Australian writer of books for younger readers, young adults, verse novels and poetry.

Post-Lockdown Ants in Doc Martens

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I  don’t know about anyone else, but I’ve emerged from the past eighteen months of on-again-off-again Lockdowns feeling bruised and flattened. It doesn’t help that The Optimist reads me all the bad news first thing in the morning. Often before he brings me a cup of tea. It’s cruel over-sharing. But the Optimist thinks it’s informative. So much dire information.

It’s been a tough nineteen months. We moved house just before the first Lockdown after six months of readying two houses for sale in order to move my mother in with us. That’s not been easy. I left home when I was seventeen and haven’t lived with my mother for more than four weeks since then. She’s nearly ninety-one, with cognitive and memory issues so sometimes it’s like living with a toddler but without the potential. And then in August, my daughter packed up, after living with us since we moved to our new home. It was to have been a six-month stay, but of, course – COVID. So she’d been there for about sixteen months, long enough to get very used to her living with us again. But in August she was accepted into a Masters program in Glasgow, got a scholarship from Melbourne University and a travel exemption and before I knew it, I was waving goodbye to her from our driveway. (Because, COVID)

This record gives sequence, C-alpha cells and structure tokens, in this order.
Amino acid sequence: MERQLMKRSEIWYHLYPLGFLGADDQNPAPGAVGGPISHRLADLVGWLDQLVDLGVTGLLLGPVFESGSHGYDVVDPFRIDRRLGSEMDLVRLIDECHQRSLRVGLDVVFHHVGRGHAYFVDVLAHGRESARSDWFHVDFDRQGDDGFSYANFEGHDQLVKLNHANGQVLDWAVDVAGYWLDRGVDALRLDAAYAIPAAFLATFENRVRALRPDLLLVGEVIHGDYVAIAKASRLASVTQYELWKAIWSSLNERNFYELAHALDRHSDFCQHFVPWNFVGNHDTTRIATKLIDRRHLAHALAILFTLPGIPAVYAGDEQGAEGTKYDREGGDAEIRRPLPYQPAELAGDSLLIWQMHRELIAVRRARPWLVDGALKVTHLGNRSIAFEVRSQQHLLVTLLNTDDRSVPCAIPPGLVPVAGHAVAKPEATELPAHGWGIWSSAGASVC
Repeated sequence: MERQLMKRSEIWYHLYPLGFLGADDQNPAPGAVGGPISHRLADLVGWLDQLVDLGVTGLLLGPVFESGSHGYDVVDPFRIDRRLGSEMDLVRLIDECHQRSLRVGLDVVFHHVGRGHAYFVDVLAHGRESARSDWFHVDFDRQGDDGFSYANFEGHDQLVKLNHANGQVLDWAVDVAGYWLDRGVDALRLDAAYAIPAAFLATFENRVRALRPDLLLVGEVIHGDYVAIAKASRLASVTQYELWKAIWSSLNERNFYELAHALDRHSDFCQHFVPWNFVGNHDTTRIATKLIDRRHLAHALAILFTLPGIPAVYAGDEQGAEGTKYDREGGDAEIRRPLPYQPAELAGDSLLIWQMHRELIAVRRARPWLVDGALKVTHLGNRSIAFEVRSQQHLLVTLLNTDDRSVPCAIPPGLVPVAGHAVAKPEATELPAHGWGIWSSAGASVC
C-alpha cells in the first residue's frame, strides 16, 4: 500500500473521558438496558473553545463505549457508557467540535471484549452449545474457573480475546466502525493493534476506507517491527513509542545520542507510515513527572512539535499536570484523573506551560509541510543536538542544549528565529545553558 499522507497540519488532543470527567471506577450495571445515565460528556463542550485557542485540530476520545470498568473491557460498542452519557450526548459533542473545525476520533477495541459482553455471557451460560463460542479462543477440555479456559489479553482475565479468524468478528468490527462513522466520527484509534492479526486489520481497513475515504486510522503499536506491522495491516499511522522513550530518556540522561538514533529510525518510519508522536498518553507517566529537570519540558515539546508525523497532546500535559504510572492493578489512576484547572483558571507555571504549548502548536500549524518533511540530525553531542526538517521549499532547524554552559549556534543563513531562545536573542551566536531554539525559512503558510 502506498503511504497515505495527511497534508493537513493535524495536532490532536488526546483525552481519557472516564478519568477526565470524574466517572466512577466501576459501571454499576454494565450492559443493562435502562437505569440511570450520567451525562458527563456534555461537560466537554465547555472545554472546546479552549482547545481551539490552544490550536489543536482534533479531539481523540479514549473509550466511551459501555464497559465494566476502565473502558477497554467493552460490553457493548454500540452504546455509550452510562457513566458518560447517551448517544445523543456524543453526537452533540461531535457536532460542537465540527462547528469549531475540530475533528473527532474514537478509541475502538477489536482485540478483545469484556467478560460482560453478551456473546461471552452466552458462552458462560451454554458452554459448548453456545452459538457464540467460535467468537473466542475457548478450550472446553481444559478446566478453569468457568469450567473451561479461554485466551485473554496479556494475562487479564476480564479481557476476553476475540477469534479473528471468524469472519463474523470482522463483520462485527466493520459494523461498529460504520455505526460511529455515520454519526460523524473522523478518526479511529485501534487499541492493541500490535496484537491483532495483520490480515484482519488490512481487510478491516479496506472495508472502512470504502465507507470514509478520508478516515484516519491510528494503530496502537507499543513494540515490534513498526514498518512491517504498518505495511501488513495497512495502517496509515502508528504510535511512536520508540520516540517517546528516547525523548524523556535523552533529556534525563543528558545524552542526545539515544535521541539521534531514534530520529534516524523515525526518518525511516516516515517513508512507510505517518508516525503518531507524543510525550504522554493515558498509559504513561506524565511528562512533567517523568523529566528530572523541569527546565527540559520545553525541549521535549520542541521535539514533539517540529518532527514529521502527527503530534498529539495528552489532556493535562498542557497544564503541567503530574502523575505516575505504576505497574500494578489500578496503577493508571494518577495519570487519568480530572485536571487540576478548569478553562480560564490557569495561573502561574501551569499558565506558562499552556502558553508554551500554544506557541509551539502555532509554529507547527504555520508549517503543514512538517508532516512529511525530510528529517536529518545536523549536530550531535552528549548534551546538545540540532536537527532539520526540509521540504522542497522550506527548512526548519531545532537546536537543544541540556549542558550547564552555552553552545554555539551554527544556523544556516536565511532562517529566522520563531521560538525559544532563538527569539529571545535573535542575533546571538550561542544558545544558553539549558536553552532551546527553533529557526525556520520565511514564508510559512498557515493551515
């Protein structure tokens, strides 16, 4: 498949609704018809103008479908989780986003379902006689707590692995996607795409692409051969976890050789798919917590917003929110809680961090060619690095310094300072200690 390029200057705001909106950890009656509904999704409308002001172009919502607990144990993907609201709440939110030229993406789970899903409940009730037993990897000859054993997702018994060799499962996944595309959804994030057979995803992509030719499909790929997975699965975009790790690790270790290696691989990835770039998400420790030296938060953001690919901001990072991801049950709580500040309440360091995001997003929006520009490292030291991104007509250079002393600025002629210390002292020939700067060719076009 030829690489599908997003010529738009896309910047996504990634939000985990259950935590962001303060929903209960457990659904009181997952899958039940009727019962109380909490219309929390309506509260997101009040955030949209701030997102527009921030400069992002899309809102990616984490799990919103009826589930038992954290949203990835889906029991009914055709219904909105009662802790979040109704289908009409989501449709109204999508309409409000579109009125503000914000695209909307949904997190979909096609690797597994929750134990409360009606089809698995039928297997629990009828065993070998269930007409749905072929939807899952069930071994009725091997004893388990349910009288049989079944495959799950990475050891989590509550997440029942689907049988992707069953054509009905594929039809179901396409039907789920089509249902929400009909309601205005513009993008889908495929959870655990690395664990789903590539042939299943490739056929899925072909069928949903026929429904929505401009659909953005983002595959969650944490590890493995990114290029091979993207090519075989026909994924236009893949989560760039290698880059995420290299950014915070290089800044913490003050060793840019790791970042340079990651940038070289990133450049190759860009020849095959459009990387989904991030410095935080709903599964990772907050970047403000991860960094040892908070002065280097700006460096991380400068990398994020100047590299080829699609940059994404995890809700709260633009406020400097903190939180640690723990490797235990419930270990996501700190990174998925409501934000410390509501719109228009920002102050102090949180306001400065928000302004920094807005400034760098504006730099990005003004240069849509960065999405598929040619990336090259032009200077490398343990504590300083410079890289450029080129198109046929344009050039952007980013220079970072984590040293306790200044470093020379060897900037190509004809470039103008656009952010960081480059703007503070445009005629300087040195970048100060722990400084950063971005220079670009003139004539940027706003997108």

I hate the term self-love. But I am trying to recapture small moments of joy.

Reading helps. Also that my French class has resumed and we’re trying to read Fred Vargas’s L’homme aux cercles bleus in French. I can feel my brain grinding as it tries to understand what’s going on but it’s an enjoyable grind, not the slog of trying to get through a day without tears. Which is what most of the last three months have been like.

Anyone else feel as though they have ants in their brain, marching around the same old circles every day?


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